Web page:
Development and validation of a sensitive LC–MS/MS assay for the quantification of anserine in human plasma and urine and its application to pharmacokinetic study
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Carnosine (beta-alanyl-l-histidine) and its methylated analogue anserine are present in relevant concentrations in the omnivore human diet. Several studies reported promising therapeutic potential for carnosine in various rodent models of oxidative stress and inflammation-related chronic diseases. Nevertheless, the poor serum stability of carnosine in humans makes the translation of rodent models hard. Even though anserine and carnosine have similar biochemical properties, anserine has better serum stability. Despite this interesting profile, the research on anserine is scarce. The aim of this study was to explore the bioavailability and stability of synthesized anserine by (1) performing in vitro stability experiments in human plasma and molecular modelling studies and by (2) evaluating the plasma and urinary pharmacokinetic profile in healthy volunteers following different doses of anserine (4–10–20 mg/kg body weight). A bio-analytical method for measuring anserine levels was developed and validated using liquid chromatography-electrospray mass spectrometry. Both plasma (CMAX: 0.54–1.10–3.12 µM) and urinary (CMAX: 0.09–0.41–0.72 mg/mg creatinine) anserine increased dose-dependently following ingestion of 4–10–20 anserine mg/kg BW, respectively. The inter-individual variation in plasma anserine was mainly explained by the activity (R2 = 0.75) and content (R2 = 0.77) of the enzyme serum carnosinase-1. Compared to carnosine, a lower interaction energy of anserine with carnosinase-1 was suggested by molecular modelling studies. Conversely, the two dipeptides seems to have similar interaction with the PEPT1 transporter. It can be concluded that nutritionally relevant doses of synthesized anserine are well-absorbed and that its degradation by serum carnosinase-1 is less pronounced compared to carnosine. This makes anserine a good candidate as a more stable carnosine-analogue to attenuate chronic diseases in humans.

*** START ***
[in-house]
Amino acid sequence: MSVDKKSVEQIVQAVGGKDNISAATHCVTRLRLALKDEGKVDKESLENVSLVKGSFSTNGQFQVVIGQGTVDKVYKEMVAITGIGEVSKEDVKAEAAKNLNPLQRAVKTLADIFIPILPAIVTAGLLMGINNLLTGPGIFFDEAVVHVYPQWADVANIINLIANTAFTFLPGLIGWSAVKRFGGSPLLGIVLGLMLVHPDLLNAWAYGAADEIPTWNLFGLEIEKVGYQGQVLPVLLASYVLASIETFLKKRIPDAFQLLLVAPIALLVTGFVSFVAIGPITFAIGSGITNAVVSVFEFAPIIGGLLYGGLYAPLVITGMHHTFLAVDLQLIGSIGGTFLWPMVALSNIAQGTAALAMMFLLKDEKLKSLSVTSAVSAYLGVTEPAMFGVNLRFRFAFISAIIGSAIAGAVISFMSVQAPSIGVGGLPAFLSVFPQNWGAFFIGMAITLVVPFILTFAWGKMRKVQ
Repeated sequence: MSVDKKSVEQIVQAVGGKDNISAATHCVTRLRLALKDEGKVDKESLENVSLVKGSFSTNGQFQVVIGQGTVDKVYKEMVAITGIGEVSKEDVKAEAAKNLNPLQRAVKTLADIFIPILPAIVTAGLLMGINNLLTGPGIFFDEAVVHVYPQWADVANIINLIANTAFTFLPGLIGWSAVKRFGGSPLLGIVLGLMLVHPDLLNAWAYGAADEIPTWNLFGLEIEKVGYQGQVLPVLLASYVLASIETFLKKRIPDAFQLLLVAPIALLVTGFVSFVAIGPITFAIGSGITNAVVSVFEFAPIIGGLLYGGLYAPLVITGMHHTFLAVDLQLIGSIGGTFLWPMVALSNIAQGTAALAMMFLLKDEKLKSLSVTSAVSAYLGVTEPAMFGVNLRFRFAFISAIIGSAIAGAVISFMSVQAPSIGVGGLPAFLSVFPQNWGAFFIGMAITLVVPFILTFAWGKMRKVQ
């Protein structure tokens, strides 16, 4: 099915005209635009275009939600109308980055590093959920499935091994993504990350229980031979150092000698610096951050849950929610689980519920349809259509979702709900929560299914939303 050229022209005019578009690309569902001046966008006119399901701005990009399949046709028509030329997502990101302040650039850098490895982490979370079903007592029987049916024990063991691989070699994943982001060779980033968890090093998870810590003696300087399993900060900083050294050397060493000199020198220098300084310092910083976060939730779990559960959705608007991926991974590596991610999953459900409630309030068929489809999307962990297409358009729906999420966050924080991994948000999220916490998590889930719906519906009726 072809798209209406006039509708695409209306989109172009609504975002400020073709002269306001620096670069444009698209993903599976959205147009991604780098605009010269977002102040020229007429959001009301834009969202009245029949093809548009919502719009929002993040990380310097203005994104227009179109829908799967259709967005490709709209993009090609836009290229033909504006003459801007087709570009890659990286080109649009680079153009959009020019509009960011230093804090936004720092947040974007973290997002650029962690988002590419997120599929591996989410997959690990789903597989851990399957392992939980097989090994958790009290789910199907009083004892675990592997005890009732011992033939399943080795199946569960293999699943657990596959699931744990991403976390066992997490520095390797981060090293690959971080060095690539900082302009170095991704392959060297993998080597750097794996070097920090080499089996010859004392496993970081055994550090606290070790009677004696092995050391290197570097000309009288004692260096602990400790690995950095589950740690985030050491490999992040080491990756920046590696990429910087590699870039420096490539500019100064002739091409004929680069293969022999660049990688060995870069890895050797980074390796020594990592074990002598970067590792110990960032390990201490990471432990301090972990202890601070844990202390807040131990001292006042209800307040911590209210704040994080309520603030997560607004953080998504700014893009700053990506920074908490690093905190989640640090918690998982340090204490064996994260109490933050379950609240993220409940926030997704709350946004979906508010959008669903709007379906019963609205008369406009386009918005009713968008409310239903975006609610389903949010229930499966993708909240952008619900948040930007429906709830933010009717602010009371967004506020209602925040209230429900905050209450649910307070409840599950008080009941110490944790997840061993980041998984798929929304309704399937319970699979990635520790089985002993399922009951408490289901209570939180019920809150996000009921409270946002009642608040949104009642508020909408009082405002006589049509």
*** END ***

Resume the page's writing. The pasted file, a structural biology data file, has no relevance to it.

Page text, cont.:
KeywordsAnserine Carnosine Pharmacokinetics Carnosinase-1
The practical contribution of Anneke Volkaert is greatly acknowledged. The authors thank Flamma (Italy) for generously providing anserine and carnosine. This work was financially supported by the Research Foundation-Flanders (FWO) Grant nos. (12R3815N, G035213N), and by the Industrial Research Fund (IOF, Ghent University) Grant F2014/IOF-StarTT/273. Inge Everaert is a recipient of a post-doc Fellowship by Research Foundation Flanders (FWO).
Compliance with ethical standards
Conflict of interest
The authors declare that they have no conflict of interest.
Research involving human participants
All procedures performed in studies involving human participants were in accordance with the ethical standards of the institutional and/or national research committee and with the 1964 Helsinki declaration and its later amendments or comparable ethical standards.
Informed consent was obtained from all individual participants included in the study.
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